UK government to remove sexual consummation from marriage law to allow unnatural marriage

Edward Leigh, a Catholic Conservative MP, has expressed  outrage at David Cameron’s plans to remove the requirement for sexual consummation from UK marriage law to allow unnatural ‘marriages’ between homosexual persons.

Edward Leigh claimed it would reduce marriage to the level of a civil partnership — an option already available to gay people.  ’It will have profound effects on the ability of individuals to have a marriage annulled. This is important to Catholics for whom annulment is permitted by the church, but divorce is not.’

Mr Leigh warned of a rash of legal challenges if the need to consummate a marriage is removed.

Protect the Pope comment: The reason why David Cameron wants to remove the requirement for sexual consummation from UK marriage law is that homosexuals are incapable of ‘ordinary and complete’ sexual intercourse between a man and a woman. The unnatural sexual acts that homosexuals and lesbians perform on each other obviously render them incapable of entering into marriage as understood and practiced for thousands of years.

Instead of recognizing the truth of the situation David Cameron and the Coalition government plan to go further down the path of madness by removing ordinary and complete sexual intercourse from the definition of marriage. By removing conjugal sex and the inherent capacity for children from marriage Cameron is reducing marriage to a legal contract between two people. If he succeeds in his plans, PM David Cameron will have broken the perennial link between human nature and marriage, turning it into a legal fiction.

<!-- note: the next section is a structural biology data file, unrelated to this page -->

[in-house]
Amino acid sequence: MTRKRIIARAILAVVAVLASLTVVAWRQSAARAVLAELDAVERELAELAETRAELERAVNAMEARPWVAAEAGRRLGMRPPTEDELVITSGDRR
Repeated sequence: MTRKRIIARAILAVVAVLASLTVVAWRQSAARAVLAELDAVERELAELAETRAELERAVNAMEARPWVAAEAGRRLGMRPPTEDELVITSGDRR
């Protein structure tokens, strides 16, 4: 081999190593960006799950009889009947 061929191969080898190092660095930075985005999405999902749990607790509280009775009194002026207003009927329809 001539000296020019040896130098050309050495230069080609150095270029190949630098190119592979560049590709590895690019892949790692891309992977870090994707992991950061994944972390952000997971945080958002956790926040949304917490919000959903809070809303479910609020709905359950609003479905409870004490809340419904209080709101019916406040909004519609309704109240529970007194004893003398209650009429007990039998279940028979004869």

http://www.thesun.co.uk/sol/homepage/news/politics/article4340305.ece

http://www.christian.org.uk/news/govt-to-rip-out-sex-from-marriage-law/?utm_source=feedburner&utm_medium=feed&utm_campaign=Feed%3A+christianinstitute+%28The+Christian+Institute%29

57 comments to UK government to remove sexual consummation from marriage law to allow unnatural marriage

  • Burt

    How interesting and also how revealing. I guess it shows the absurdity of homosexual ‘unions’ being described as marriages anyway. Would you have homosexual divorces because one partner failed his ‘marital’ duty to sodomise the other? ok sorry it’s too gross to even think about.

  • Burt

    I am sure most readers of this excellent website have signed this petition, but just in case you haven’t….
    http://c4m.org.uk/
    Click the link and sign.

  • Jim S

    “homosexuals are incapable of ‘ordinary and complete’sexual intercourse between a man and a woman”

    But it certainly does’t stop them from having children. A gay couple I know have five children between them.

    • Deacon Nick

      But those poor children are not the result to the sexual union between the homosexual persons, that’s the point. Deacon Nick

      • Jim S

        They are the result of former relationships with women.

        • Karla

          The biological complementarity issue is key in the gay ‘marriage’ debate because marriage is rooted in this complementarity between a man and woman, that a woman and woman, and/or a man and a man do not have. Traditional marriage needs to be protected because it serves an interest in affirming and sustaining male/female relationship and provides a stable environment for children to be brought up in. This is not to say gay people can not bring up children well, but studies show children do best in an environment with a mother and a father who are married.